The catalyst can be an oxide of platinum (Pt) or palladium (Pd) on a ceramic support in the form of a coating on a conductive, preferably metallic, wire. The catalytic element may be used as a probe for measuring electrical conductivity and therefore temperature of the catalyst. Also other catalysts which are involved in the process of oxidizing carbon monoxide or other more complex gases can be used, for instance a catalyst based on silver oxide or the like. The platinum catalyst can be used for coating a conductor or a net like structure of conductors capable of withstanding temperature of more than 500° C. and with wide variation of resistivity with temperature. The material for the conductor can be selected in the group of ferritic alloys (for example FeCrAlloy), austenitic alloys (for example NiCrFe alloys, ICONEL 600 series) and ceramic alloys (for example Cermet, Molybdenum Desilicides MoSi2, Kanthal Super). The catalytic coating on the wires or of the net-shaped element can be carried out according to known methods, for instance by applying a ceramic wash coat to a metal wire or by thermal spraying the wire element with a porous ceramic layer which is surfaced enlarged and then by applying the catalytically active material to the ceramic layer.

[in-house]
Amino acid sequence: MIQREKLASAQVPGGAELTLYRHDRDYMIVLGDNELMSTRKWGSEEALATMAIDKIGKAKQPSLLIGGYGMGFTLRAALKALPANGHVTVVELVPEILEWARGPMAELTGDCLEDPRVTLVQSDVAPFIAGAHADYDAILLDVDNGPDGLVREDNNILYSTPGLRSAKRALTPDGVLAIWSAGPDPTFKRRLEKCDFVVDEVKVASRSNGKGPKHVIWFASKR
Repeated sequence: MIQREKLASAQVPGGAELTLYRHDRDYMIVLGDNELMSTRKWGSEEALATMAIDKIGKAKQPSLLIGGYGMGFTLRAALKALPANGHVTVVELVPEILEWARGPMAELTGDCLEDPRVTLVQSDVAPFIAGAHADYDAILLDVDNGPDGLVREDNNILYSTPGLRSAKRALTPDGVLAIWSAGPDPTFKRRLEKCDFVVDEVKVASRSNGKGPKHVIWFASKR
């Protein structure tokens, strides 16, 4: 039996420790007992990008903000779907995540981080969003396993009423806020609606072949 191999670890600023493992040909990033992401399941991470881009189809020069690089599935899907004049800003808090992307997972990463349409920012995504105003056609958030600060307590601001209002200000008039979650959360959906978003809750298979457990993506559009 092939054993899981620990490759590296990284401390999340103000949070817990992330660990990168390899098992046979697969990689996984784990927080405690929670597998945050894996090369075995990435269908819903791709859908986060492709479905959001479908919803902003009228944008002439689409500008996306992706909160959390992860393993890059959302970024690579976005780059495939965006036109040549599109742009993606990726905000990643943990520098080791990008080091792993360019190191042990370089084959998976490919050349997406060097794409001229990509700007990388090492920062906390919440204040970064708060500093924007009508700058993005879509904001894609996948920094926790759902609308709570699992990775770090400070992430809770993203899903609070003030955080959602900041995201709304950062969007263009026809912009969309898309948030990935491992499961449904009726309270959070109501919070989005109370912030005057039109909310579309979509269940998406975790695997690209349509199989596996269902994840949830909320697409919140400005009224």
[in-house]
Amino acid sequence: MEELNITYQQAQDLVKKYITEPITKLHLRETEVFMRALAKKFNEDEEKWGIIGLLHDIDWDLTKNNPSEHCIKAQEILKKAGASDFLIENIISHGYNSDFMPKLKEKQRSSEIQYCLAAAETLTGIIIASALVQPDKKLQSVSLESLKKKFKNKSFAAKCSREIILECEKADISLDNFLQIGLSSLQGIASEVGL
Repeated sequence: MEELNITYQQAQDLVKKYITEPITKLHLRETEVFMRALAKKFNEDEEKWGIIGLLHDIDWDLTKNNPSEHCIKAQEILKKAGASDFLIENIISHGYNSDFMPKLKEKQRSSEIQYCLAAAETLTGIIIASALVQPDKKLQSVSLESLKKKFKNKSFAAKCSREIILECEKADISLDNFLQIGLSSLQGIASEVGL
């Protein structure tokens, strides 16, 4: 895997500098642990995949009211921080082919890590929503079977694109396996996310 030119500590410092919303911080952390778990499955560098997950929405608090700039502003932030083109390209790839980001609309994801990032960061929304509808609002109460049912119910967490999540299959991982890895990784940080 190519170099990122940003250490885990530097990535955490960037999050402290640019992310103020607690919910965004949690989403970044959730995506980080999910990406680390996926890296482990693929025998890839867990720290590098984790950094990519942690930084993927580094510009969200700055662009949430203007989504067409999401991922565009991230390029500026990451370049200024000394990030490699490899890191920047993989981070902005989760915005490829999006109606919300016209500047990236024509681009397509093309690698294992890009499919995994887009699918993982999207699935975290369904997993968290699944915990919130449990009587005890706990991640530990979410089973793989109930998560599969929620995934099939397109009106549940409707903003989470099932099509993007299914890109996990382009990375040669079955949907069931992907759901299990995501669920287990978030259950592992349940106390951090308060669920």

The catalytic wire or element may be placed in the exhaust gas passage of the oven or inside the cavity of the oven.